All communication for, the
Tar HEEL must be sent to the
Editor-in-chief by 4 o'clock each
Monday afternoon .. before the
The Shakespear Club held its
monthly meeting on Tuesday,
January 30. This Club has been
in existence and very flourishing
for nine years. Its name doest
not indicate all the range and va
riety of its work. For example,
we were impressed in the last-j
meeting by the introduction of a
paper on "The Antigone of Soph
ocles," by Mr. J. Canada, '96, an
excellent address on the dramatic
element in the Iliad and the "Ev
olution of Greek Tragedy,'.' by
Dr. Tolman, and very interesting
remarks by Dr. Hume, the presi
dent of the Club, on the "Revi
val of Greek Drama on the Pa
This Clnb aims to discuss dra
matic work generally, of course,
with special reference to the
Shakesperian form and method.
"Marlowe, The" Man and his
Works," was discussed by Mr. C.
VanNoppen, '94, and "Ben John
son's Learning and Classical
Method in the Alchemist," was
treated by Mr. T. B. Lee, '94.
Dr. Hume read a paper on "John
son's Characteristics, ' ' referring
to the lack of great female char
acters in his coverings.
"The Parasite, as a type found
in the ancient and modern
drama, ' ' was presented in extracts j 2-
from long papers, by Mr. H.
Home, and Mr. James Sawyer on
' 'Johnson's Volpone. "
President Winston paid a trib
ute to the Club, and spoke on the
"Universality of the thought of
the great masters."
As usual, it was a very inter
esting and instructive meeting.
The charm of the evening was
much enhanced by several ladies
who graced the occasion.
It is reported that a scheme for
a large school of physical culture
has been started by a number of
New York physicians. It is
planned to have a gymnasium
under the charge of Sandow large
enough to allow 5,000 people to
exercise at once.
(Chem. laboratory, Little nigger
with note.) Say boss, is datlong
yaller man what dey calls Mister
Patterson here?" Hard on "little
Pat with the pretty brown eyes"
GLEE CLUB . CONCERT.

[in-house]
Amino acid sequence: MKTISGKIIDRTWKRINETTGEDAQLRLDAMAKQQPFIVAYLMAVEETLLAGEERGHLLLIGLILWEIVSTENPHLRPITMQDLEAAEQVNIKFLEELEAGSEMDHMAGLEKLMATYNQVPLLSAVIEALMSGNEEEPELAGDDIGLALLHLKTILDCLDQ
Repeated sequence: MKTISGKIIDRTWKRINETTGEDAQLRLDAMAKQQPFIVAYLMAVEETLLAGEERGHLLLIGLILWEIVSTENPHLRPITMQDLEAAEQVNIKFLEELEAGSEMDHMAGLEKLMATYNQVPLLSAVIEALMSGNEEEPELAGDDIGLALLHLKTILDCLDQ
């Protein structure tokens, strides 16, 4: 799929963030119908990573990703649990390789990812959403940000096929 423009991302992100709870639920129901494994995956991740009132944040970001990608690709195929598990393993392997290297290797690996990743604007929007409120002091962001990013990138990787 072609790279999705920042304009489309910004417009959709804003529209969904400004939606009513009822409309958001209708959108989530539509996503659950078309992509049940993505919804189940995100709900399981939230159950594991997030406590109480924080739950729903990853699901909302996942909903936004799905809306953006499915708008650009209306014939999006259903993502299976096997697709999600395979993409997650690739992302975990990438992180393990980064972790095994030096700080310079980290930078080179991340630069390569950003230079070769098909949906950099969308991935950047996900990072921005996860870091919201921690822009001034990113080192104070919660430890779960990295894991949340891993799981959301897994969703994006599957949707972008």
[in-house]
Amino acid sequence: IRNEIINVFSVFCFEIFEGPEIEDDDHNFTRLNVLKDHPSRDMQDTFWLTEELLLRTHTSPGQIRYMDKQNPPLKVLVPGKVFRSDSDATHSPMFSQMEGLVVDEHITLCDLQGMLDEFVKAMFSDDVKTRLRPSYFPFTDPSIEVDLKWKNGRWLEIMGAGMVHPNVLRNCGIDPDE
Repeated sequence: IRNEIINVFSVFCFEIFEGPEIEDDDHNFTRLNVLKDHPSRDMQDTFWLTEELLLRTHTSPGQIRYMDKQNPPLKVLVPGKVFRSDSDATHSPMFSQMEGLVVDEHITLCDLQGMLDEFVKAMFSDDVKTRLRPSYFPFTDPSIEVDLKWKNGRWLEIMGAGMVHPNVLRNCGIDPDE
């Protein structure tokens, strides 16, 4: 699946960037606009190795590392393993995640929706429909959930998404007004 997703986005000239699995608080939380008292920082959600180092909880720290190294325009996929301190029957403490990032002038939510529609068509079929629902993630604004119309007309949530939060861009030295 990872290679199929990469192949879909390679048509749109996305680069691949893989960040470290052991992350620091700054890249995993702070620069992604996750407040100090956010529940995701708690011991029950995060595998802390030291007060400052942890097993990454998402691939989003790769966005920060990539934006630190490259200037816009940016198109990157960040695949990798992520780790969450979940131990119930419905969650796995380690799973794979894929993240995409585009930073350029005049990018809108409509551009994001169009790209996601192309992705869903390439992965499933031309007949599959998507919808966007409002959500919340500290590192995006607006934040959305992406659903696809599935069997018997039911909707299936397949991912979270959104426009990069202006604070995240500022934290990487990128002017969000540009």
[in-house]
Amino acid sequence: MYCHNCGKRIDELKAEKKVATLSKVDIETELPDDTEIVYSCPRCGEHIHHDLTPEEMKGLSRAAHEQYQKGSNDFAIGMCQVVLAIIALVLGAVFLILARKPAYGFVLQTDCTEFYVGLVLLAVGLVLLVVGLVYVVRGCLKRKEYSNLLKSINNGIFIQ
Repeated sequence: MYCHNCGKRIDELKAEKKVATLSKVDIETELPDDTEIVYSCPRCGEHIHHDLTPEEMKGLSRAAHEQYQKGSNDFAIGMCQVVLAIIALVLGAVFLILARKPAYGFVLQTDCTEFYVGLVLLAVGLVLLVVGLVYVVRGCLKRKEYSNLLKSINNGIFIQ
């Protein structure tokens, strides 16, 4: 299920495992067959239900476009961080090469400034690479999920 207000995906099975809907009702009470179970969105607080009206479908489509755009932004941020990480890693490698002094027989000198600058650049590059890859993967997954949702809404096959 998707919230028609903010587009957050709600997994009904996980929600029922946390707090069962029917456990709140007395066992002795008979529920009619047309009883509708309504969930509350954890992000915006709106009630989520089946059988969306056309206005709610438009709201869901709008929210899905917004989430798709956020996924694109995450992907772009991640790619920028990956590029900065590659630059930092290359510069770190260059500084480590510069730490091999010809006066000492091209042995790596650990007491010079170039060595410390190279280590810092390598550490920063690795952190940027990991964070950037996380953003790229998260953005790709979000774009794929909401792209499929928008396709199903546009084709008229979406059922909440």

On Friday night last, occurred
the annual mid-winter concert of
the University Glee Club. While
the performance was, ds a whole,
very creditable, yet there were
several -defects, which were in a
measure disappointing. There
seemed to be a certain amount of
uneasiness resting with the sing
ers, and this caused a strained
sympathy on the part of the audi
ence. Besides it was evident that
some had devoted a minimum of
time and trouble to memorizing
their parts. ;: Several most un
happy breaks were made by the
soloists. This will never do else
where than in Gerrard Hall, for
town houses, will not overlook
such short comings, and will
prove much sharper critics than
the interested people of Chapel
Hill. The programme, consist
ing of several familiar selections,
supplemented by some very pleas
ant and unique productions of
recent date, is given below.
1. "The way it's done at Yale, . . . .
..-, Yale. Glees.
2. Integer Vitae, , ... . . Yale Glees.
3. Rub-a-Dub, . ...... . . Vincent.
4. Romeo and Juliet, .... Yale Glees.
Solo, Mr, McKenzie.
5. Come, Rally To-night, . . Yale Savys.
Warbler, Mr. Mangum.
:- PART II.
I. The way it's done at Harvard ....
Little Johnny, . . . ... An. Berry.
Solo, Mr. McKenzie.
a. The Miller's Song, Harvard Song.
3 I My Flo, . ... . . . . , - . .. .
4. The Party at Odd Fellow's Hall.. . .
' Solo, Mr. McKenzie.
Dutch Company, . . . 7 , Yale Songs.
Warbler, Mr. Mangum..
PART III. " -'
The way it's done at North Carolina,
A Cannibal Idyl, . .... Taber.
The Song of the A. B., . U.N. C Song.
Cradle Song, ... . . . Harrington.
My Old Kentucky Home,.- . . Fbster.
Solo, Mr. McKenzie.
By far the best
songs rendered, Avere "Integer
Vitae," "Cannibal Idyl," and
"The Song of the A. B." The
tenors . especially distinguished
themselves in these three selec
tions, and produced a very happy
impression. The singing of Mr.
McKenzie and the warbling of
Mr. Mangum brought forth re
peated applause, and the encored
gentlemen responded in a man
ner surpassing their former ef
forts. Mr. Lindsay, by combined
musical and acrobatic feats, so
CONTINUED ON 4TII PAGF.J